Guest Author - Amber Grey
Dame Elizabeth Taylor has been deemed as the only actress to ever successfully transition from child-actor to film star. But what about actress Natalie Wood? Would she accurately fit into this limited category as well?
With beginning her career at the tender age of four, Natalie was given only ten seconds of screen time in the film “Happy Land” (1943). At seven, Natalie co-starred with her first pair of Hollywood heavyweights, Orson Welles and Claudette Colbert, in “Tomorrow Is Forever” (1946). In the film, Natalie played Orson Welles’ adoptive daughter “Margaret.” Later, Welles commented on Natalie as being a “born professional” and “She was so good, she frightened me.” And by the time she was nine years old, she was the one of the most popular child actors at the time thanks to her delightful performance in the surprise blockbuster “Miracle on 34th Street” (1947). By this time, she had made over twenty films as a child star!
And Natalie certainly handled her career well during her awkward teenage years . Natalie was contracted to playing mostly “girlfriend” type characters in B-films. However, at sixteen years old, her girlfriend days were over when Natalie co-starred with James Dean in “Rebel Without A Cause” (1955). With her strong portrayal of “Judy,” she won her first Oscar nomination for “Best Supporting Actress” category. The following year, Natalie co-starred with John Wayne and Jeffery Hunter in the classic western “The Searchers” (1956). It was said that her friends would wait with her after school in order to catch a glimpse of Wayne and Hunter picking her up to drive her to set.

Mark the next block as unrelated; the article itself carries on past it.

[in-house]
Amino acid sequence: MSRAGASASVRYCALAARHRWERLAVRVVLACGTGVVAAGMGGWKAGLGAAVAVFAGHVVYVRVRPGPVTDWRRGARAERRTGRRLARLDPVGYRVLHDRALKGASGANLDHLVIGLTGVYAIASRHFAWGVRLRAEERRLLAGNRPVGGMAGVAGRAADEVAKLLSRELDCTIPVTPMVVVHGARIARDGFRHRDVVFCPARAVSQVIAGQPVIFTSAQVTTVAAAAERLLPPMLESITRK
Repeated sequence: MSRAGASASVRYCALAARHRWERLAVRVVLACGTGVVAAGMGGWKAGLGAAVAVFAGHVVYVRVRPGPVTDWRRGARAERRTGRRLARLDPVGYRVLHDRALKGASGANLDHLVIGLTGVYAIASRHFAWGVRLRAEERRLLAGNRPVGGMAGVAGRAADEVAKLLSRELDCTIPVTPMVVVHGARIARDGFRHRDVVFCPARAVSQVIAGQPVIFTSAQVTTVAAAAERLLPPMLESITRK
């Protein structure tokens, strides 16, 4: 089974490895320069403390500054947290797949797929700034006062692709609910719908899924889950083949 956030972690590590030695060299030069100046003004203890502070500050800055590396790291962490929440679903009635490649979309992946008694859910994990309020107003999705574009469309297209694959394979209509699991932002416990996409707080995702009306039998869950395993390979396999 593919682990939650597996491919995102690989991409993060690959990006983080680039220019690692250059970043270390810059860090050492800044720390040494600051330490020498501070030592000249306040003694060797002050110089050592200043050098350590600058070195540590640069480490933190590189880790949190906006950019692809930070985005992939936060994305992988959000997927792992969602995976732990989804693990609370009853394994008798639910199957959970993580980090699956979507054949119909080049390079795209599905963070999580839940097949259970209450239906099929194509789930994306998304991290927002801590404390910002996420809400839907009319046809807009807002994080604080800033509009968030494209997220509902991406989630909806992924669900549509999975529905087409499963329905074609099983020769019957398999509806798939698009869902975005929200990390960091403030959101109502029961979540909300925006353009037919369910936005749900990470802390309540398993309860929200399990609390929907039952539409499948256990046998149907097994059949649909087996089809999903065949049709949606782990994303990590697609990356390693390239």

At twenty-three years old, Natalie hit her peak as a film star starting with her portrayal of “Maria” in the film adaptation of the musical “West Side Story” (1961). Despite Natalie’s singing voice being dubbed, the light charm she brought to Maria was and still intoxicating to watch, especially when she gleefully dances around the seamstress shop during the song “I Feel Pretty.” In the same film, she demonstrated her fine dramatic skills in the scene where she loses her brother Bernardo to a street fight and later in the final scene in which her lover, Tony, dies. She did not receive any accolades for her performance as “Maria”, but in the same year, Natalie starred in “Splendor In The Grass” (1961) where she was nominated for a BAFTA, Golden Globe and her second Oscar nomination for her portrayal as “Deanie.”
By the time Natalie turned twenty-seven, her focus was more on family than Hollywood. Natalie was married to her second husband and raising two daughters. She continued to appear in a few films, most of them being television movies. She appeared as herself in “The Candidate” (1972) which starred her good friend and former co-star Robert Redford. It was unfortunate that once she started accepting roles in theatrical films again like the hilariously underrated comedy “The Last Married Couple In America” (1981), Natalie’s life was cut short at 43. Her controversial and mysterious drowning left Natalie’s film “Brainstorm” (1983) unfinished with only “lookalikes” and “soundalikes” to fill the void she left behind. At the time, Natalie was attached to two more projects which had to be abandoned because of her death.
As to answer the question we proposed in the beginning, our answer is yes. In her short life, Natalie Wood had a remarkably solid career which was devoid of scandal, breakdowns or drug abuse. We think Natalie Wood should be counted among the very few actors who made a successful, albeit quiet, transition from child star to movie star. And she will be remembered forever for her beauty and talent in the films she made.